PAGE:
A Swallow Press Book

The Wounded Woman
Healing the Father-Daughter Relationship

By Linda Schierse Leonard

“Case histories, dream analyses and Jungian drawings enliven an important, original contribution to the psychology of women.”

Publishers Weekly

“Ms. Leonard has done something rare in combining her own experience with theory, and it is this combination that makes the book so profoundly moving and alive. Every woman will find insights here and the immense comfort of finding herself. I cannot recommend it too highly, a splendid addition to our growing need to come to terms with womanhood, and to rejoice in it.”

May Sarton

“The book contains a rich tapestry of stories, classical and contemporary, poems and dramas, myths and fairy tales, and dreams. Leonard has an inexhaustible treasure house of reflective material and dips into it on virtually every page to bring to life the strengths and weaknesses, the wounds and healings of fictional characters and real people…. I believe this book can be an important one for many readers, one that opens the door to healing.”

Psychological Perspectives

“Drawing on her own experience—and the experiences of her patients—Leonard explores the hurtful influence of a weak father, a tyrannical father, an abusive father. But she is not an angry or embittered woman and The Wounded Woman is not a vindictive book. Rather, it is a healing and loving book, a work of wisdom and insight, a book for both men and women, both fathers and daughters.”

Los Angeles Times

This book is an invaluable key to self-understanding. Using examples from her own life and the lives of her clients, as well as from dreams, fairy tales, myths, films, and literature, Linda Schierse Leonard, a Jungian analyst, exposes the wound of the spirit that both men and women of our culture bear—a wound that is grounded in a poor relationship between masculine and feminine principles.

Leonard speculates that when a father is wounded in his own psychological development, he is not able to give his daughter the care and guidance she needs. Inheriting this wound, she may find that her ability to express herself professionally, intellectually, sexually, and socially is impaired. On a broader scale, Leonard discusses how women compensate for cultural devaluation, resorting to passive submission (“the Eternal Girl”), or a defensive imitation of the masculine (“the Armored Amazon”).

The Wounded Woman shows that by understanding the father-daughter wound and working to transform it psychologically, it is possible to achieve a fruitful, caring relationship between men and women, between fathers and daughters, a relationship that honors both the mutuality and the uniqueness of the sexes.


In addition to The Wounded Woman, Linda Leonard is the author of several other best-selling books, including Witness to the Fire and Meeting the Madwoman. She has been in private practice as a Jungian analyst for over forty years and is a founding member of the Inter-Regional Society of Jungian Analysts. She currently resides in Boulder, Colorado.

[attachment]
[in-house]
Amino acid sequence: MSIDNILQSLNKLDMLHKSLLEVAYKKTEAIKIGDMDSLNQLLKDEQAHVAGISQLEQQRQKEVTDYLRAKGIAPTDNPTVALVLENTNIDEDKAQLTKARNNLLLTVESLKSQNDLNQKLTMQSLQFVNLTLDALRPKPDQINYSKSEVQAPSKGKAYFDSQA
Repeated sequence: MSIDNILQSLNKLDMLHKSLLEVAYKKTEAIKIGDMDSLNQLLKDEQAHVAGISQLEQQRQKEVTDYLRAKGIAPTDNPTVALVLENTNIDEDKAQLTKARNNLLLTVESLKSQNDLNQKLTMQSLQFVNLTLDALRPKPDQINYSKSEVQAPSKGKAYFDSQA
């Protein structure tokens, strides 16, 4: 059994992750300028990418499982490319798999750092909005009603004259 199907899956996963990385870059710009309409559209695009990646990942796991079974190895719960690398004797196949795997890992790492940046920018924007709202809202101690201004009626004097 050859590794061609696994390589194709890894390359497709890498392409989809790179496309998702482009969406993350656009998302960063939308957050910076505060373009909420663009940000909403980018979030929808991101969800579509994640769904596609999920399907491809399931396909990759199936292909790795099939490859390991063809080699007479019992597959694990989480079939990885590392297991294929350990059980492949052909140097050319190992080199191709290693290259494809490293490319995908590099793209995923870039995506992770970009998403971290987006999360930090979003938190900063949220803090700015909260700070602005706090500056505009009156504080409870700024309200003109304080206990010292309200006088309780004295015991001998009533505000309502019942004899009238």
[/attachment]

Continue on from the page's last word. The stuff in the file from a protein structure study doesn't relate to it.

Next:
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Related Subjects

Psychology · Gender Studies · Women’s Studies

Formats

Paperback

978-0-8040-1158-7
Retail price: $19.95, T.
Release date: May 2014
206 pages · 5½ × 8½ in.
Rights: World

Hardcover

978-0-8040-0397-1
Retail price: $29.95, S.
Release date: Jan. 1982
206 pages · 5½ × 8½ in.
Rights: World

Electronic

978-0-8040-4002-0
Release date: Jan. 1982
≅ 206 pages
Rights: World

Additional Praise for The Wounded Woman

“(Leonard) draws upon a wealth of illustrative material from her own life experience, her patients, fairy tales, myths, literature, and films. She writes well and integrates theory and practice in a manner that should make her study accessible to an audience of quite diverse backgrounds and interests.”

Library Journal

“A revelation for men, an inspiration for women, it offers all of us the chance to break the bitter cycle.”

Alan Rinzler, San Francisco Chronicle

“In her practice as an analyst…(Linda Leonard) has heard the stories of other ‘wounded women‘ and she uses their experiences as well as her own to identify the behavior patterns which characterize women who have suffered from inadequate fathering, both personally and culturally…. Because she writes honestly out of her own painful experience and reflection on what she has learned, Linda Leonard is a trustworthy guide.”

Women’s Voices

“This is a good book, a strong book.… Speaks with the beauty and power of the feminine spirit.”

Patricia Harleman, Journal of Women and Therapy

The Wounded Woman is a poignant, gentle book which examines the damaged relationship between women and their fathers both at the personal level and at the cultural level…The reader with a mind that resonates to the ideas of C. G. Jung, to poetry, to possibility, to sorrow, to hope will remain with this book to the redemptive ending.”

Bernardine A. Abbott, Journal of Christian Healing

“A remarkable story because of the author's courage and honesty and expertise. It is a first-hand account of a woman finding her agonizing way through a masculine dominated culture to her own true female self.”

Jane Hollister Wheelwright, author of Death of a Woman

“In writing The Wounded Woman, Linda Leonard has spoken courageously from the depth of her experience and in so doing offered us a model of feminine authority, wisdom and spirit that is compelling.”

The San Francisco Jung Institute Library Journal